Re: [PATCH 0/5] clk: rockchip: add full support for HDMI clock on rk3288

From: Tomeu Vizoso
Date: Wed Jan 27 2016 - 05:21:09 EST

On 26 January 2016 at 17:32, Doug Anderson <dianders@xxxxxxxxxxxx> wrote:
> Tomeu,
> On Tue, Jan 26, 2016 at 12:28 AM, Tomeu Vizoso <tomeu@xxxxxxxxxxxxxxx> wrote:
>> On 22 January 2016 at 18:07, Doug Anderson <dianders@xxxxxxxxxxxx> wrote:
>>> Tomeu,
>>> On Fri, Jan 22, 2016 at 6:00 AM, Tomeu Vizoso <tomeu@xxxxxxxxxxxxxxx> wrote:
>>>> On 21 January 2016 at 21:11, Doug Anderson <dianders@xxxxxxxxxxxx> wrote:
>>>>> Hi,
>>>>> On Thu, Jan 21, 2016 at 1:03 AM, Tomeu Vizoso <tomeu@xxxxxxxxxxxxxxx> wrote:
>>>>>> So we have a mechanism for detecting a conflict in the clock
>>>>>> hierarchy, and a mechanism to solve it, but we are missing a way for
>>>>>> userspace to communicate policy regarding which clocks should be given
>>>>>> priority when solving such a conflict?
>>>>> Hrmmm, I guess it could be userspace that makes the decision. It does
>>>>> seem a little odd to force it to userspace in all cases, though. For
>>>>> a particular laptop that is designed with a specific panel connected
>>>>> up eDP it seems less than ideal to push this into userspace. If the
>>>>> kernel could just work in the expected sane way (or at least work that
>>>>> way by default) it would be ideal.
>>>> Ah, I was wrongly assuming that the kernel didn't have enough
>>>> information to make an informed decision in this case, sorry.
>>>> Guess the per-user rate limits don't help here because the consumer
>>>> with higher priority could work with frequencies other than the ideal.
>>>> And we cannot have a consumer listening for PRE_RATE_CHANGE and
>>>> aborting unwanted changes or rerouting the ancestors of the clocks of
>>>> other consumers because that would be a massive violation of
>>>> separation of concerns.
>>>> If we were to rearrange the clock topology from within the CCF, then
>>>> consumers need to have a way to communicate to the core that they are
>>>> more important than other consumers. clk_set_important(clk, true)
>>>> could be enough in this case, but would be insufficient in more
>>>> complex cases where more than two clocks could use the same PLL.
>>> With something like the above I'd still expect some complexity
>>> depending on the probe order. If a less important device grabs the
>>> clock first, it might be forced to re-think its clocks later. That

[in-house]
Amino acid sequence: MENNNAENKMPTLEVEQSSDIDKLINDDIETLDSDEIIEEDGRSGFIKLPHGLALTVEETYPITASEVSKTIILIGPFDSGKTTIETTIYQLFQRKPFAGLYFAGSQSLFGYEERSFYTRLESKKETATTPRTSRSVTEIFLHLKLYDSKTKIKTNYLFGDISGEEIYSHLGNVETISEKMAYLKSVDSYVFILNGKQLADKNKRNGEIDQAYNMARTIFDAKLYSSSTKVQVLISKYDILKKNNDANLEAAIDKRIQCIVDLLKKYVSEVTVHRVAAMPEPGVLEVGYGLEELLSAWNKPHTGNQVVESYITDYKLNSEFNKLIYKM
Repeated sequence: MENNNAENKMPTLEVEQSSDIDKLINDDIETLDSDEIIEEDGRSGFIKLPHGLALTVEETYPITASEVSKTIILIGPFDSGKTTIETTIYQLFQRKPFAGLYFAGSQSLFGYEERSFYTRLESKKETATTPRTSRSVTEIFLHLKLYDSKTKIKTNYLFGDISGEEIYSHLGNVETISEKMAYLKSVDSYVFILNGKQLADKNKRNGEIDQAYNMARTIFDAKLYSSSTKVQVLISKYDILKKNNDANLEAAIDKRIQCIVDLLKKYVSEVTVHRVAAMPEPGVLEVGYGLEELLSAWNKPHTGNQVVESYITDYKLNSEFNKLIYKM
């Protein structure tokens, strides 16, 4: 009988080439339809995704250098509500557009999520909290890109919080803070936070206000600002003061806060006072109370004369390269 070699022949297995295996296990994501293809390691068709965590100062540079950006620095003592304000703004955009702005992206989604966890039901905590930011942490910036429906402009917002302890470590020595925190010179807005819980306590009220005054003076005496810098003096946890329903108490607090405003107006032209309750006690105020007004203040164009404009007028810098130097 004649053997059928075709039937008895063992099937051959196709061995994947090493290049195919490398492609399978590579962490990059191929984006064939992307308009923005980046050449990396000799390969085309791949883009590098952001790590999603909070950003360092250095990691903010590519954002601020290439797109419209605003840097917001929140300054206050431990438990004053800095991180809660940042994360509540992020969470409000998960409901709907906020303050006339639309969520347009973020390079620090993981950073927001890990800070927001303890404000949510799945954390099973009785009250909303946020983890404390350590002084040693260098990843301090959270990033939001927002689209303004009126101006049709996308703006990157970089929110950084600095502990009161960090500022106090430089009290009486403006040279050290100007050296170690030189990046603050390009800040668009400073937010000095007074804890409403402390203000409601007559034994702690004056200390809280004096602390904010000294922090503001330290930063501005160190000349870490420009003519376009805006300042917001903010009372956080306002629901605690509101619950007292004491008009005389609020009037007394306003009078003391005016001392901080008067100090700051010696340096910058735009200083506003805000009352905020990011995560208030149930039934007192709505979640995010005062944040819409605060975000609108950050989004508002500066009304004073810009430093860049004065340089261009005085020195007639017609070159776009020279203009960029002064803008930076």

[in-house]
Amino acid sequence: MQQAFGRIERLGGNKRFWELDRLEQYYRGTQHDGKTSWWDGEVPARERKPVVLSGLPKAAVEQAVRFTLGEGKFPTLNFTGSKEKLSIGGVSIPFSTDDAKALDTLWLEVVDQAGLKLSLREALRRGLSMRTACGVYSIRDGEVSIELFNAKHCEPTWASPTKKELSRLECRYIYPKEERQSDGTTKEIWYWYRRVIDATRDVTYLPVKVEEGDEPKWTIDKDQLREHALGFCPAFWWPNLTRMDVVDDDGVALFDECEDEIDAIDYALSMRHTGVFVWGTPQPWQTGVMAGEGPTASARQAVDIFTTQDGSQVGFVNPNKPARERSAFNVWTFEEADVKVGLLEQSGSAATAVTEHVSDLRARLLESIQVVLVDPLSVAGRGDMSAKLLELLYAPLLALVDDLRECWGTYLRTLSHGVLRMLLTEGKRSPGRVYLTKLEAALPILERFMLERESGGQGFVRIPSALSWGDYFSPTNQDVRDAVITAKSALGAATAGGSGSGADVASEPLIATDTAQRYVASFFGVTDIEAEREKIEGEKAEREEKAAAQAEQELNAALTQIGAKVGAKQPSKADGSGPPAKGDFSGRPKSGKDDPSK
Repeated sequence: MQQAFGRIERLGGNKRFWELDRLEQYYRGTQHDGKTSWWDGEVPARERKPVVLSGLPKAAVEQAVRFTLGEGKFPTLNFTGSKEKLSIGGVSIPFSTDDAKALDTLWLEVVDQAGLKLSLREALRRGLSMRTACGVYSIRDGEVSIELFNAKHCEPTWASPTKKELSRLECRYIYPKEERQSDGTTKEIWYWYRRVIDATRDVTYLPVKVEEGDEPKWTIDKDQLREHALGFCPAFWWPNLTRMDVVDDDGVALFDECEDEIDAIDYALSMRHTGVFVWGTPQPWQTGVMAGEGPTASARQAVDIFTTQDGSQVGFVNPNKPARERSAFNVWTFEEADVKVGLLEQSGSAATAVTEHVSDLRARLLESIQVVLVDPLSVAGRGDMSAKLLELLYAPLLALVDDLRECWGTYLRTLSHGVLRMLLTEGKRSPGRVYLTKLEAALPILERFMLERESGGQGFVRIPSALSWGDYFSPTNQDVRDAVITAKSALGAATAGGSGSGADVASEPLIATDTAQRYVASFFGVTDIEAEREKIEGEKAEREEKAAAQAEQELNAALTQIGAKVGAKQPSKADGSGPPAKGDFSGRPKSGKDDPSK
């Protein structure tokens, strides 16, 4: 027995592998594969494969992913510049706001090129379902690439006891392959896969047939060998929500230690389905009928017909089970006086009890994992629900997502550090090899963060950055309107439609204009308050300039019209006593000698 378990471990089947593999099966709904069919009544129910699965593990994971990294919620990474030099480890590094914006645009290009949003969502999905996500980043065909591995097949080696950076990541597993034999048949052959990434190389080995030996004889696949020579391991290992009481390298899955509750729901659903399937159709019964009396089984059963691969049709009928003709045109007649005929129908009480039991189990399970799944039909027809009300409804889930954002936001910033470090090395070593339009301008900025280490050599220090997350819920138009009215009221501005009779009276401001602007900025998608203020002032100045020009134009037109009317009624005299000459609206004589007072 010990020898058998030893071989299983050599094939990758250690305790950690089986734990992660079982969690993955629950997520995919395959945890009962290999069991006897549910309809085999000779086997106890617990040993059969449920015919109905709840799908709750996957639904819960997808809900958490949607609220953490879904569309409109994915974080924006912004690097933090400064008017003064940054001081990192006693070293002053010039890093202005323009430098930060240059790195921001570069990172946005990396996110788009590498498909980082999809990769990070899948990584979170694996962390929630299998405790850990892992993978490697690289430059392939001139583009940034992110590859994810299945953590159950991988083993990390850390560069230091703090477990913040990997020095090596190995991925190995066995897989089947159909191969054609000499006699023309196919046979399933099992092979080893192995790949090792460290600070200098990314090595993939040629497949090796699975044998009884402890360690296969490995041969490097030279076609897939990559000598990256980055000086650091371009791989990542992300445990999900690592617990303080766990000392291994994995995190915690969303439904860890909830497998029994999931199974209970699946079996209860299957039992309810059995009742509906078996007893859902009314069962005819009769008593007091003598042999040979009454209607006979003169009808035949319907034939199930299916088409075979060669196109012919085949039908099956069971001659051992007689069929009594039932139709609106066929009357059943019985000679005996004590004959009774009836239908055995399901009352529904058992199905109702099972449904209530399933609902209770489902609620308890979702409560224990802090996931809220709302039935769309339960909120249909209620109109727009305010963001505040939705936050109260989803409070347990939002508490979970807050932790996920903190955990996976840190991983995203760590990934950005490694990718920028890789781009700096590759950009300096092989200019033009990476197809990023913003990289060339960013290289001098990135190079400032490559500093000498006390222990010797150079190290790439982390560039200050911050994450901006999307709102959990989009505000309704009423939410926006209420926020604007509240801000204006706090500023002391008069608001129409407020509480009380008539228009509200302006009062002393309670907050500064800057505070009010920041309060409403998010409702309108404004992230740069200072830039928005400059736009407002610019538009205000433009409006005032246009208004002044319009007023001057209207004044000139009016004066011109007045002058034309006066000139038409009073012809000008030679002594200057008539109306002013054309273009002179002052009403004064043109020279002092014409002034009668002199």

>>> might be disconcerting.
>> How much disconcerting do you think this could be? Hopefully those
>> devices should probe quite close to each other, right?
> Probe: probably, though with defers it could be several seconds.
> ...but remember that display interfaces tend to be hotplug. That
> might mean that the HDMI interface won't try to set the clock until
> much, much later.

I'm still having trouble grasping what's the impact to users. Is it
that if HDMI gets the contended clock first and the internal panel
device only probes after a second or so, then the user may notice a
change in frequency in the HDMI screen when the panel lights up?

Though in that particular case I'm not sure if the impact is that big
for the user, wonder if such rearranging of the clock hierarchy can
cause bigger problems in other situations.

The on-demand probing series could help here because a downstream that
cared about these issues could just rearrange the contents of the DT
(maybe with a script as part of the build process) so that the panel
is always probed first, but well, that one collided with an iceberg.

>>> OK, so I was just involved in a change recently that made me realize
>>> that maybe our original problems were tied to the fact that our
>>> builtin panels were trying to specify a clock that was impossible to
>>> achieve with CPLL / GPLL. It was a known problem that the request
>>> would be denied and the CCF would just pick the closest rate it could.
>>> Probably the right thing is to solve _that_ problem first. If using
>>> simple panel you could do a change like
>>> <> (though
>>> presumably you'd have to handle people using the same panel in other
>>> laptops). You might also be able to do funny things to fixup the mode
>>> like dbehr tried to do in
>>> <>. By doing this
>>> and making sure that
>> Are we missing something here?
> Eh?

The sentence above seemed to have been cut in the middle and I was
wondering if there's something relevant I'm missing because of it.